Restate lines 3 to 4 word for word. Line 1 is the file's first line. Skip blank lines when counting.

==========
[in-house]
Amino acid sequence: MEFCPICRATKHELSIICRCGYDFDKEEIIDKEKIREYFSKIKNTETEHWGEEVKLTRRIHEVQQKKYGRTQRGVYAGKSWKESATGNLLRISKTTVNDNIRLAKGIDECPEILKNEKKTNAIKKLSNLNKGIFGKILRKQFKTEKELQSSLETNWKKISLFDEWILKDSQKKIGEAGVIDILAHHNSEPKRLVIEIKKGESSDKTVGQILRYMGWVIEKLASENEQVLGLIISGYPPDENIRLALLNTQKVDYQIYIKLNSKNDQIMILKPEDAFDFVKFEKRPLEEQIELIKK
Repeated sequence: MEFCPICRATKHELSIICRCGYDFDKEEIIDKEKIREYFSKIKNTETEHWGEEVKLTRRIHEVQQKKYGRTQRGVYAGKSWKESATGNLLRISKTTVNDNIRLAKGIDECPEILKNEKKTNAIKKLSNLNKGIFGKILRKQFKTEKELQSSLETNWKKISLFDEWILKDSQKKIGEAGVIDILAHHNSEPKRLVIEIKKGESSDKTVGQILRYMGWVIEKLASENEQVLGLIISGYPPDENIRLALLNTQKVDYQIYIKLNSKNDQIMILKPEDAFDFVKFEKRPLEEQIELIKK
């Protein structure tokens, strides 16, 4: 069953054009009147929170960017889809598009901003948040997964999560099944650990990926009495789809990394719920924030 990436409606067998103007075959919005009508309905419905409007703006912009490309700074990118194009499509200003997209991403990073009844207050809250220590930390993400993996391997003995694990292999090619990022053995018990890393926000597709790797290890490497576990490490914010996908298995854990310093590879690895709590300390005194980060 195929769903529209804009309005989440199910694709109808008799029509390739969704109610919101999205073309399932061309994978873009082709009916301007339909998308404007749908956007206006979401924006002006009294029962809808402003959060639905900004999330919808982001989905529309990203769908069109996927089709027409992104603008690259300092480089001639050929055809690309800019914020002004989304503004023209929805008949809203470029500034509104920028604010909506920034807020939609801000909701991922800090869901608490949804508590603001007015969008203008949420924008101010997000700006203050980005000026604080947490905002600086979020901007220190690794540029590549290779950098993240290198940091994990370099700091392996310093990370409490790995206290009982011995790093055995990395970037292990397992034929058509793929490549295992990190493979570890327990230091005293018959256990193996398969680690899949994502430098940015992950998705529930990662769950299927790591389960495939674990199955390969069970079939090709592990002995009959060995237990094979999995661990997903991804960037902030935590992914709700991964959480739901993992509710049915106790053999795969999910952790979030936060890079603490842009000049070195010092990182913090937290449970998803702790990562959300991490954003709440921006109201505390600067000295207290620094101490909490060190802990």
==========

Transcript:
Repeated sequence: MEFCPICRATKHELSIICRCGYDFDKEEIIDKEKIREYFSKIKNTETEHWGEEVKLTRRIHEVQQKKYGRTQRGVYAGKSWKESATGNLLRISKTTVNDNIRLAKGIDECPEILKNEKKTNAIKKLSNLNKGIFGKILRKQFKTEKELQSSLETNWKKISLFDEWILKDSQKKIGEAGVIDILAHHNSEPKRLVIEIKKGESSDKTVGQILRYMGWVIEKLASENEQVLGLIISGYPPDENIRLALLNTQKVDYQIYIKLNSKNDQIMILKPEDAFDFVKFEKRPLEEQIELIKK
């Protein structure tokens, strides 16, 4: 069953054009009147929170960017889809598009901003948040997964999560099944650990990926009495789809990394719920924030 990436409606067998103007075959919005009508309905419905409007703006912009490309700074990118194009499509200003997209991403990073009844207050809250220590930390993400993996391997003995694990292999090619990022053995018990890393926000597709790797290890490497576990490490914010996908298995854990310093590879690895709590300390005194980060 195929769903529209804009309005989440199910694709109808008799029509390739969704109610919101999205073309399932061309994978873009082709009916301007339909998308404007749908956007206006979401924006002006009294029962809808402003959060639905900004999330919808982001989905529309990203769908069109996927089709027409992104603008690259300092480089001639050929055809690309800019914020002004989304503004023209929805008949809203470029500034509104920028604010909506920034807020939609801000909701991922800090869901608490949804508590603001007015969008203008949420924008101010997000700006203050980005000026604080947490905002600086979020901007220190690794540029590549290779950098993240290198940091994990370099700091392996310093990370409490790995206290009982011995790093055995990395970037292990397992034929058509793929490549295992990190493979570890327990230091005293018959256990193996398969680690899949994502430098940015992950998705529930990662769950299927790591389960495939674990199955390969069970079939090709592990002995009959060995237990094979999995661990997903991804960037902030935590992914709700991964959480739901993992509710049915106790053999795969999910952790979030936060890079603490842009000049070195010092990182913090937290449970998803702790990562959300991490954003709440921006109201505390600067000295207290620094101490909490060190802990």